Why use a analogue stick to guide your suited businessman to his day job when you can suspend a giant bowler hat from the ceiling (yes, really) and have two people tilt it up and down with their head and hands to guide him down the street? A similar concept to Paper Glider, certainly, but made all the more chaotic by ballooning the size of the controller and chucking a second person into the mix. You have to get a cup of coffee, not spill it, and pretend you're definitely not an alien wearing a suit being controlled by two other aliens (that is, you, the two human players) from afar. It's definitely got a whiff of 'several kids stuffed inside a trenchcoat passing themselves off as an adult', this game, but at least everyone was wearing hair nets while playing. Otherwise there might have been an unsightly sheen developing by the time I saw this at the end of the week...
Cosmic Crew: The Game
By far one of the neatest asymmetric co-op games on the showfloor, Cosmic Crew: The Game channels the same vibes as Lovers In A Dangerous Spacetime into a top-down sh'mup / repair 'em up. One person takes control of the cockpit, firing at spaceships with their beautifully recreated space cannon controller, while the other is looking at a different screen, frantically swapping comically large floppy discs into a drive-like contraption to change the type of gun being firing by their mate. This mechanic player also had a little hammer to whack on different-sized plates representing parts of the ship in need of repair. It's a brilliant concept, and was the cause of many, intense concentrated faces whenever I walked passed it. To get a better idea of it in action, have a watch of Space Cow Games' submission video.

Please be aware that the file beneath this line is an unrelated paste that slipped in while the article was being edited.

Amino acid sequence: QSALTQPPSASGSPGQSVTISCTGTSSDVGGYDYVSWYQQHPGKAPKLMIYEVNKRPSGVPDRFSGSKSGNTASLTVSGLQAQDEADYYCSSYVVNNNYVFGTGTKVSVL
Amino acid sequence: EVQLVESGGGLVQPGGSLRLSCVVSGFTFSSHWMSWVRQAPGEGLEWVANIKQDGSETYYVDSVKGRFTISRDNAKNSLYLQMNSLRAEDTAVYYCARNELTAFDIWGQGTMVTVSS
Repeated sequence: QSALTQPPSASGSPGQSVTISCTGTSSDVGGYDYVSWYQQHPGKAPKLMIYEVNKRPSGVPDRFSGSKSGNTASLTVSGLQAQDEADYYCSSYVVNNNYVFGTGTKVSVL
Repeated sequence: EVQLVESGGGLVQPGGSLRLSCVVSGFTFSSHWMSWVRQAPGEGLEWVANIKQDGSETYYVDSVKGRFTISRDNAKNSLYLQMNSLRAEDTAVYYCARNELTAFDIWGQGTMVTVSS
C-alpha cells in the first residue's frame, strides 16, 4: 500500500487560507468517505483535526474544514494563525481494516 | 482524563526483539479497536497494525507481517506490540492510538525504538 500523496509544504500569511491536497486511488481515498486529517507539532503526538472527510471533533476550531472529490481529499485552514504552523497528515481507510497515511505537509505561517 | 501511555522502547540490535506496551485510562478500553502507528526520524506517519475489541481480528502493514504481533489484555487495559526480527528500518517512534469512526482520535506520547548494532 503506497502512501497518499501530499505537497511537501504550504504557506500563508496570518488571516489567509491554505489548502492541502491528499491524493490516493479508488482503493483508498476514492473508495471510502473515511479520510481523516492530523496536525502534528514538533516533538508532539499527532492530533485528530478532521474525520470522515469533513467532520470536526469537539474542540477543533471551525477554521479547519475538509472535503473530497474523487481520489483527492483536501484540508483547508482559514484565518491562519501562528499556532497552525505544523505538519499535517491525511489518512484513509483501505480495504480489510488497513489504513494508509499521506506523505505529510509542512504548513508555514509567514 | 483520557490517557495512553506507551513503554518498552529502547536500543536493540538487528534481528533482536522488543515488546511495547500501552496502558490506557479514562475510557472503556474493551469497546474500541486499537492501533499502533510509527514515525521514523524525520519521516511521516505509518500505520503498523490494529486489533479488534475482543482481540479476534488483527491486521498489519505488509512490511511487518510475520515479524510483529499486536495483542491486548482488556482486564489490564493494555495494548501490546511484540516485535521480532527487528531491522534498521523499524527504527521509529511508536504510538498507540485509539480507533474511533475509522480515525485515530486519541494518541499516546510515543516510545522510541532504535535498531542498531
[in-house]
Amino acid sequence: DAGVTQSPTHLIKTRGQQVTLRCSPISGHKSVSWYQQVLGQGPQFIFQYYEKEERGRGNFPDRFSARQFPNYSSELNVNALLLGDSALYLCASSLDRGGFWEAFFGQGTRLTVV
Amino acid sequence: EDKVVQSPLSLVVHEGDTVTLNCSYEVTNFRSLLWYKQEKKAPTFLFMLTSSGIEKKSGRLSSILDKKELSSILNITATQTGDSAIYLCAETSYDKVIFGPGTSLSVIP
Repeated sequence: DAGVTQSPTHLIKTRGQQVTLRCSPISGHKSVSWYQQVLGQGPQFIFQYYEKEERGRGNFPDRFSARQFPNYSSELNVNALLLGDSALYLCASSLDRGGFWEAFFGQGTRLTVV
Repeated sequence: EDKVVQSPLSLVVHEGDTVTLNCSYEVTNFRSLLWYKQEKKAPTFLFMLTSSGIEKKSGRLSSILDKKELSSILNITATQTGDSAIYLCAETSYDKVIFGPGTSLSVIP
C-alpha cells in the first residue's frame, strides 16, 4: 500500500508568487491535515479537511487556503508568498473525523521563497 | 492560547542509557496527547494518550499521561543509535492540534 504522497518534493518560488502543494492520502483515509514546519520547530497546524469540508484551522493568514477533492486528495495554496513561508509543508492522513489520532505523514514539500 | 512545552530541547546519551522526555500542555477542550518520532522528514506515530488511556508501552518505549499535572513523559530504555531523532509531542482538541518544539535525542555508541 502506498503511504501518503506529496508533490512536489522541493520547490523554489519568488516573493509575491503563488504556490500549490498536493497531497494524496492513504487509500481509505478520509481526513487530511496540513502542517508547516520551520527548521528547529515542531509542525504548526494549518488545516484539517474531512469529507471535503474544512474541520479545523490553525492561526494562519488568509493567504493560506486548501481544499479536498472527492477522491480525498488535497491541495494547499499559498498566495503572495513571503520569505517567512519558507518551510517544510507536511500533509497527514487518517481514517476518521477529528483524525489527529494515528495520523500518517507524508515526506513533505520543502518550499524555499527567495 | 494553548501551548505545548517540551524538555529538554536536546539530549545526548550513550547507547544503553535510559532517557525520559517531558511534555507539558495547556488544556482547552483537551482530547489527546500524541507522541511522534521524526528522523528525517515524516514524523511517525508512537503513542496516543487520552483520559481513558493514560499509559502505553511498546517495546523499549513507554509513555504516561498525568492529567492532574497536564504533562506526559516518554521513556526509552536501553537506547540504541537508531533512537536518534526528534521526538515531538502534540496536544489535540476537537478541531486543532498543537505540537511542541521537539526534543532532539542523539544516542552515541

Two By 4 Racing
Who knew driving a rotating car away from a mad bull across a wacky race course using two bicycle wheels would be so much fun? Two By 4 Racing is another asymmetric co-op game that shot straight to the top of my favourites list when I had a go with one of the developers. There are two players - one positioned at the front of the car, steering your way around the course, and another in the back facing the opposite direction powering the engine. Each only has a spinning bike wheel to power their side of the car, but you'll also switch roles each time you collect fuel, causing a mad moment of switcheroo panic that's made all the more hair-raising by the presence of a very angry bull chasing you down the track. The bull only appears when you've accidentally knocked over too many cows, mind, which are tracked by a spoon (but of course) gradually ticking up on your cow-o-meter beneath your wheel. When you hit max cow carnage (as I did within about five seconds, it seems), the spoon goes haywire, spinning from side to side as the bull emerges to give you a taste of your own medicine. It certainly got the heart racing, but it was brilliant fun. Moooooo-re of this, please.
YettiBebbis: Puppet In A Cult
The level of craftsmanship on this year's Alt Ctrl games was just phenomenal, and nowhere was this more evident than in YettiBebbis' puppeteer controller. Here, players had to use both their hands to control a virtual puppet, much like you would do a physical one - that is, moving their fingers to lift the puppet's arms and legs, and the other hand to control their body movement and lift them up and down. In the game, you've got to use your puppet to mimic the movements of the devilish YettiBebbis, who are performing a ritual dance for their lord and master. Again, lots of intense 'concentrate' faces on this one, and no wonder. It was like suddenly being mistaken for somebody famous and having to adlib awkwardly in front of a crowd to maintain the illusion because you're too embarrassed to say otherwise, and cor, I was glad to go back to crashing into cows with a rotating car when I was done. My creaking joints ain't what they used to be.